Fall Out Boy gets A+ from listener
On April 16, American pop-punk band Fall Out Boy released their fifth studio album, “Save Rock and Roll.” It marked the band’s first full-length album release since December 2008 when the band announced that they would be going on a hiatus to pursue down time and solo careers.
The news left many fans heartbroken and uncertain about the future of the band.
Would they ever return to the music scene as the foursome many had come to cherish? And if they did, would their music still be what we wanted to hear?
The hiatus left people with doubts and rightly so but “Save Rock and Roll” has marked a triumph for the band and a prolific milestone in the history of their discography.
The album reached number one on American music charts within a week and it’s been met with widespread critical and fan acclaim.
At this point, the only thing I can do is heap on more praise.
With the creation of the tracks on “Save Rock and Roll” — recorded over the span of six months — without the prying eyes and ears of the media, Fall Out Boy finally managed to make the album they wanted to make without the influence or input of critics or fans who would laud their work.
The result is nothing short of stellar. It seems the band has finally found their niche with a strange but effective pop-rock fusion.
Arguably, all of the material is less radio-friendly than hits from the band’s sophomore album that thrust them into the limelight but it’s definitely better and provides for a more enjoyable listening experience.
There are very few points where “Save Rock and Roll” actually falters.
The placement of track nine, “Young Volcanoes,” seems a little off as it’s situated between two of the heavier songs on the album.
Something about the light, lilting melody of “Young Volcanoes” just seems oddly timed. It takes the listener out of the experience that the album has been building.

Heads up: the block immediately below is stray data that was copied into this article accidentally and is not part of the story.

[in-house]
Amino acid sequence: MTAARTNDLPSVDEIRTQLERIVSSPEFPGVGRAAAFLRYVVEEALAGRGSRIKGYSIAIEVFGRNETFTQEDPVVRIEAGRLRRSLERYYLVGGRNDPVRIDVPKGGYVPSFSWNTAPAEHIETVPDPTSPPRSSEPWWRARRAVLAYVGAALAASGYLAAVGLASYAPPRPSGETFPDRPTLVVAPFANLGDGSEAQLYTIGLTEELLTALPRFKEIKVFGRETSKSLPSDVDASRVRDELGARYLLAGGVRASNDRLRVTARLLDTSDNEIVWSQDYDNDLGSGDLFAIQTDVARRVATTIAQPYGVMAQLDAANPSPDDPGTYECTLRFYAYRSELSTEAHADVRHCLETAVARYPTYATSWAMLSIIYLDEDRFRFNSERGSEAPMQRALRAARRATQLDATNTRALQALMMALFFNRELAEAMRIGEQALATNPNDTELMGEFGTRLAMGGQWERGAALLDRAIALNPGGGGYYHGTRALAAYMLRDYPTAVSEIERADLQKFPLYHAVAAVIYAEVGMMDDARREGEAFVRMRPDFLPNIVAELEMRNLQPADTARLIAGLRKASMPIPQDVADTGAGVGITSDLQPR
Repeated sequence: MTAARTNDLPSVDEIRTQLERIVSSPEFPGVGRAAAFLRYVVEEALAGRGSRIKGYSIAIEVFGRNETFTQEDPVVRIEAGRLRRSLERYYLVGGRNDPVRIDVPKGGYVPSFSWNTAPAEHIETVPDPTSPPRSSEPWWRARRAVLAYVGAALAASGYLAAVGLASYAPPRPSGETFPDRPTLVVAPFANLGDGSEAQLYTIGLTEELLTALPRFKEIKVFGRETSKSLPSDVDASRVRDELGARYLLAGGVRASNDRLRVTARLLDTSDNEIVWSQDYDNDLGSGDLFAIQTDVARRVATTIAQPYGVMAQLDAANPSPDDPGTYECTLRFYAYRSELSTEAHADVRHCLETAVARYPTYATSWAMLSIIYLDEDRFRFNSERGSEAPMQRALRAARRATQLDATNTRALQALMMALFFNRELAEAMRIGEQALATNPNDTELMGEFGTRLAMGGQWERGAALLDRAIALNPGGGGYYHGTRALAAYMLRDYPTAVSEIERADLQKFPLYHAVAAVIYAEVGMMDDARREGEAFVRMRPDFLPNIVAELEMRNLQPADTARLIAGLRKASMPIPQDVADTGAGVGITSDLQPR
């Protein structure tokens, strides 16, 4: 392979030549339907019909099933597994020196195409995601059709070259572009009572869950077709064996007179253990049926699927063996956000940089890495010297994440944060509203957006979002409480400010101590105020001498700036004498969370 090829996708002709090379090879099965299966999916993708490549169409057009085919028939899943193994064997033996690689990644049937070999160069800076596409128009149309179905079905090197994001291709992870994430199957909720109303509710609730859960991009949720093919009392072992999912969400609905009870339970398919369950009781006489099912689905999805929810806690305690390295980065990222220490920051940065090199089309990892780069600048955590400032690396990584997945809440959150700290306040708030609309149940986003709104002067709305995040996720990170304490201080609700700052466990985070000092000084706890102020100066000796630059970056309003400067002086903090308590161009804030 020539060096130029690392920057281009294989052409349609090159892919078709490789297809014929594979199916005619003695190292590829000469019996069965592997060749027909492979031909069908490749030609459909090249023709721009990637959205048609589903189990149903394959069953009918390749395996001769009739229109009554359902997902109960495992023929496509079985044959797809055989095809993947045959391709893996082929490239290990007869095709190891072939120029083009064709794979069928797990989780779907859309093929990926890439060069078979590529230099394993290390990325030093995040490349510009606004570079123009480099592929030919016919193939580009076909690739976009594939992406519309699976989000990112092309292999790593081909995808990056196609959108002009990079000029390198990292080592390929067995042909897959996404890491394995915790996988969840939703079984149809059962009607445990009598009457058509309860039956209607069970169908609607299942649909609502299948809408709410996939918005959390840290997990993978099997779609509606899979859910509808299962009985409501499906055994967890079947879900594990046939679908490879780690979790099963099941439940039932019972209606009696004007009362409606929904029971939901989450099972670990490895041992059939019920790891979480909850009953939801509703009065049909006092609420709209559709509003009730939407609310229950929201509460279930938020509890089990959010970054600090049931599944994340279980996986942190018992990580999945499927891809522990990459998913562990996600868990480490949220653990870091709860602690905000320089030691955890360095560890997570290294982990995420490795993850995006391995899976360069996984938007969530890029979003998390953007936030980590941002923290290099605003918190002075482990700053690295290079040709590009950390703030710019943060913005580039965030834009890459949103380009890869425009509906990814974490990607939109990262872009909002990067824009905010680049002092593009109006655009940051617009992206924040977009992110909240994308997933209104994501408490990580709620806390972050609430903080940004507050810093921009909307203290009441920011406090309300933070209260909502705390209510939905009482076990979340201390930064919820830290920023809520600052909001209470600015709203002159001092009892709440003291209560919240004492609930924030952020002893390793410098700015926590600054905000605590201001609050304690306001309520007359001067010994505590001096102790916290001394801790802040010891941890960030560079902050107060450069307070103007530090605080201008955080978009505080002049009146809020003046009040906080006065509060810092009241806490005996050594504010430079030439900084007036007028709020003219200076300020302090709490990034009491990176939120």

However, even at its low points, “Save Rock and Roll” is a joy to listen to.
In true Fall Out Boy fashion, the album features several unexpected guests: indie soloist Foxes is featured on one track while rapper Big Sean and ’90s grunge icon Courtney Love is featured on another.
The highest of highs on the album is the title track, “Save Rock and Roll,” which closes the album and features music legend Elton John whose unique voice brings something extra to a track that proves to be extremely masterful.
With ease, “Save Rock and Roll” (the song and album) could and probably should be Fall Out Boy’s biggest success to date. What’s so great about this album is the thing that people feared most — it sounds different from its predecessor, “Folie a Deux,” — the way that album sounded different than the one before it, and so on.
Fall Out Boy have done something not many bands are capable of: they’ve continually made albums that reflect a natural maturation and development.
“Save Rock and Roll” is the band’s most personal album yet and there are definitely more hits than misses on the 11-track LP.
“Save Rock and Roll” is available on iTunes and at music stores near you now.